Wednesday, October 14, 2015

Loved to Pieces . . . with Mitali Bose Perkins!

How Anne Shirley Fends off the Culture Bullies 
by Mitali Perkins

I’m reading Rainbow Valley again during my annual Avonlea binge. I discovered Anne Shirley and the other books by L.M. Montgomery when I was 11, and have read them every year since then. This year I need Anne big time. Life is stressful – I’m launching young adults and caring for elderly parents, my body is aging, and I’m suddenly invisible when I walk by the sort of men who used to infuriate me with catcalls and whistles. I’m glad they don’t notice me these days, but … well, you get my drift.

I knew moving from girlhood to womanhood would be hard. I watched my two older sisters and realized that both the culture of our origin (Bengali) and North American culture shove a girl’s gender-free identity behind her sexuality once she becomes a woman.

Growing up with Anne convinced me that I—my true self—could survive the move to womanhood. Despite the constraints experienced by women in Canada during the early part of the century, Anne retained a strong sense of self as she matured. Oh, she changed, no doubt about that. She married, had children, left childish ways behind. But when the talkative orphan in Anne of Green Gables grew up to become the chatelaine of Ingleside, she kept the same sense of humor, the same delight in nature, the same independence of thought through seven books. 

She was still Anne, and I clung to that.

If my fictional friend could move into the adult world without losing herself to the Culture Bullies who sought to define her only by her sexuality, I, too, might be able to retain my true identity. Like Anne, I could stride bravely into womanhood. 

And so I did. 

Now I’m midway through a woman’s journey, far from my teens and in the stage where cultures try to shove a woman’s true identity—and her sexuality—behind her age. How I wish the fifty, sixty, seventy, or eighty-something version of Anne were around to reassure me through the next transition, just as she did years ago: “Your body will change. People might treat you differently. But hey, look at me. I made it. I’m still Anne.”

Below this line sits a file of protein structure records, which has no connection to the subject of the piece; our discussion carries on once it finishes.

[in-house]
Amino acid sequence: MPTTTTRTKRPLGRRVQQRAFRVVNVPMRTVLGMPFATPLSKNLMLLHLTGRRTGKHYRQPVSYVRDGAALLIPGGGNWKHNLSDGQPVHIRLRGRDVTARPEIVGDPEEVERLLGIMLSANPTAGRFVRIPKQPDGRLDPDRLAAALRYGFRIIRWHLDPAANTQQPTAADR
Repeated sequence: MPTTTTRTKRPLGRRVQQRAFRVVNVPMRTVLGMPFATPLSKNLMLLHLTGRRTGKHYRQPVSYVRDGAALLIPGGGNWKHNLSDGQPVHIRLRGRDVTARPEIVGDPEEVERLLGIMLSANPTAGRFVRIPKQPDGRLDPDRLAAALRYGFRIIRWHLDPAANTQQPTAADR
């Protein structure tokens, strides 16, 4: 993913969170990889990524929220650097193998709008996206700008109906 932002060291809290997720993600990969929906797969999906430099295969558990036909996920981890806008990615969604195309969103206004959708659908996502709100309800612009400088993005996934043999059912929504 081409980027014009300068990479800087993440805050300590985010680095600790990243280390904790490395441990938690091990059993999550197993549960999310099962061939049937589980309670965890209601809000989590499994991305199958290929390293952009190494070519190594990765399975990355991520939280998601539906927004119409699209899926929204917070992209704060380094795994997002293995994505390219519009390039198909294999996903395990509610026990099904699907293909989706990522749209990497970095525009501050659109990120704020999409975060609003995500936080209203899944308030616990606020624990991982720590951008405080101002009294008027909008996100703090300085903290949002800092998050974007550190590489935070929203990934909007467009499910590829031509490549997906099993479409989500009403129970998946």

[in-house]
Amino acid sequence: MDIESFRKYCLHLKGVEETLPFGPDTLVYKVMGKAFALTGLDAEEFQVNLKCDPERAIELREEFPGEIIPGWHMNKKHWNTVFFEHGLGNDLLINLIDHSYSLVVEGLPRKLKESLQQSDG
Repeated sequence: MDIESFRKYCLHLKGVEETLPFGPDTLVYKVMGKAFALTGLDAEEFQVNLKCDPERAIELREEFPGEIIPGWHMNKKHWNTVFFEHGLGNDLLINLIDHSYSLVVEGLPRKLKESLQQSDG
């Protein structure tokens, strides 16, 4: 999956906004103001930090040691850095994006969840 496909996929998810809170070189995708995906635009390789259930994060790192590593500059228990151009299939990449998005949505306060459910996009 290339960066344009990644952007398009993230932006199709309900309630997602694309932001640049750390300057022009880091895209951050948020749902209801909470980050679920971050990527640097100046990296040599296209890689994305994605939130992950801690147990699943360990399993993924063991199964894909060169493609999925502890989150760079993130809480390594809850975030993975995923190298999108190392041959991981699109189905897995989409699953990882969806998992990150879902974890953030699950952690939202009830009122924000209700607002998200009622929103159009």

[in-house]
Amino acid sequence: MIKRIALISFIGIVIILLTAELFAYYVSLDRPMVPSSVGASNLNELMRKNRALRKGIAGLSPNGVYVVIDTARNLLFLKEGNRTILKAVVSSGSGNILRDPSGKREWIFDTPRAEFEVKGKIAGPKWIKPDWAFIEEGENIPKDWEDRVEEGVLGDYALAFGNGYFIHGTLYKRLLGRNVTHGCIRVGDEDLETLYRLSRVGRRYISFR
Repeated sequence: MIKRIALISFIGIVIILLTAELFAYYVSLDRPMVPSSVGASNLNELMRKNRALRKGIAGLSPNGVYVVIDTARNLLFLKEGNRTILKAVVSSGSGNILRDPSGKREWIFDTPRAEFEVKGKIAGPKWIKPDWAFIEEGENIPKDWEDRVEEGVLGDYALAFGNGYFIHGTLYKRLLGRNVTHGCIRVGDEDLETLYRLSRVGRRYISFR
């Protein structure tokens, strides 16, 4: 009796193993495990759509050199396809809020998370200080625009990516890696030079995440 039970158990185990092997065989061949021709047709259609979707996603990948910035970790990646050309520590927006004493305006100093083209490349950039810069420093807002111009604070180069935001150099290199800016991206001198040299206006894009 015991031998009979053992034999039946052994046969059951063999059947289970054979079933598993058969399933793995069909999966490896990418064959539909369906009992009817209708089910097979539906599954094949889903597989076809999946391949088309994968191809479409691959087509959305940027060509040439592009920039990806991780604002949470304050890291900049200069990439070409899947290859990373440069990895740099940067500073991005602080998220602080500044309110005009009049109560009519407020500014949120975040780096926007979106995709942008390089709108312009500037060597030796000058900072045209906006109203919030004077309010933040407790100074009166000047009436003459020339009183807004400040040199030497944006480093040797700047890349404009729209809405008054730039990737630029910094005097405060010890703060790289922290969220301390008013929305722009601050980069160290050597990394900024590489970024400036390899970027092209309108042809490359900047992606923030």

Happily, the Anne-up-to-about-age-40 can still work her magic. Her familiar company (along with a few lemon drops or Sweet Tarts) brings the same comfort, bringing me down a notch at night so I can slip into sleep. After all, I’m still Mitali, my true self, safe, strong, and sound, no matter how the Culture Bullies try to push me around.
Mitali Bose Perkins ( has written ten novels for young readers, including Rickshaw Girl (chosen by the New York Public Library as one of the top 100 books for children in the past 100 years) and Bamboo People (an American Library Association's Top Ten Novel for Young Adults, starred in Publishers Weekly as "a graceful exploration of the redemptive power of love, family, and friendship.") Her newest, Tiger Boy (www.tigerboy.orgCharlesbridge). is a Junior Library Guild selection, and forthcoming is a picture book, Gifts for Abuela, published by FSG/Macmillan. Currently she resides in the San Francisco Bay Area and is a lecturer at Saint Mary's College of California.
twitter: @mitaliperkins

by Mitali Perkins, illustrated by Jamie Hogan
Charlesbridge, April 2015
ISBN 978-1580896603

Junior Library Guild Premier Selection!

"Set in the lush Sunderbans natural region of Bengal, this quiet, gripping tale emphasizes the deep but often fragile connection that exists between humans and nature ... Young readers will revel in the vivid action and suspense surrounding Neel and his sister Rupa’s quest to locate the tiger cub." — School Library Journal (starred review)
by Mitali Perkins
Charlesbridge, 2012
ISBN 978-1580893299 

★ "A graceful exploration of the redemptive power of love, family, and friendship." — Publishers Weekly (starred review)

"With authenticity, insight, and compassion, Perkins delivers another culturally rich coming-of-age novel." School Library Journal (starred review)

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